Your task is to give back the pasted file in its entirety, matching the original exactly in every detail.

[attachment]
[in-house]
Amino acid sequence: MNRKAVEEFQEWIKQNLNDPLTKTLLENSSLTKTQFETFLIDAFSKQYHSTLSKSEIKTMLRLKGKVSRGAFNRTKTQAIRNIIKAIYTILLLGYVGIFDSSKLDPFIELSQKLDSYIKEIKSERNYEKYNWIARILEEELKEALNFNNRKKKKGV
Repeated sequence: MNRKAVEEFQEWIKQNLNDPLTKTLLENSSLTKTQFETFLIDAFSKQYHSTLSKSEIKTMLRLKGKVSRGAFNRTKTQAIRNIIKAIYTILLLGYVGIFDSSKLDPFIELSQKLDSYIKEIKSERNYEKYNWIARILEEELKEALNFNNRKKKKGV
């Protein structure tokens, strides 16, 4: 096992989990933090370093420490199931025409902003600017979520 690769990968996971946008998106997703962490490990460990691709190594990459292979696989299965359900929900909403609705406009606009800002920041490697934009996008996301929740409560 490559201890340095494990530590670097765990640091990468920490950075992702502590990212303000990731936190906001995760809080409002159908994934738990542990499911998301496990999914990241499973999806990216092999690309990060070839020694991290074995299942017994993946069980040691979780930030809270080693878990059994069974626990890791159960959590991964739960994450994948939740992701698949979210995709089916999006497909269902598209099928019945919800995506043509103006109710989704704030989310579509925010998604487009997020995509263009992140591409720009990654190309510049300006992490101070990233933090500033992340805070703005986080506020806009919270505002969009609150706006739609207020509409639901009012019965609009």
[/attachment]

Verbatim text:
[in-house]
Amino acid sequence: MNRKAVEEFQEWIKQNLNDPLTKTLLENSSLTKTQFETFLIDAFSKQYHSTLSKSEIKTMLRLKGKVSRGAFNRTKTQAIRNIIKAIYTILLLGYVGIFDSSKLDPFIELSQKLDSYIKEIKSERNYEKYNWIARILEEELKEALNFNNRKKKKGV
Repeated sequence: MNRKAVEEFQEWIKQNLNDPLTKTLLENSSLTKTQFETFLIDAFSKQYHSTLSKSEIKTMLRLKGKVSRGAFNRTKTQAIRNIIKAIYTILLLGYVGIFDSSKLDPFIELSQKLDSYIKEIKSERNYEKYNWIARILEEELKEALNFNNRKKKKGV
């Protein structure tokens, strides 16, 4: 096992989990933090370093420490199931025409902003600017979520 690769990968996971946008998106997703962490490990460990691709190594990459292979696989299965359900929900909403609705406009606009800002920041490697934009996008996301929740409560 490559201890340095494990530590670097765990640091990468920490950075992702502590990212303000990731936190906001995760809080409002159908994934738990542990499911998301496990999914990241499973999806990216092999690309990060070839020694991290074995299942017994993946069980040691979780930030809270080693878990059994069974626990890791159960959590991964739960994450994948939740992701698949979210995709089916999006497909269902598209099928019945919800995506043509103006109710989704704030989310579509925010998604487009997020995509263009992140591409720009990654190309510049300006992490101070990233933090500033992340805070703005986080506020806009919270505002969009609150706006739609207020509409639901009012019965609009």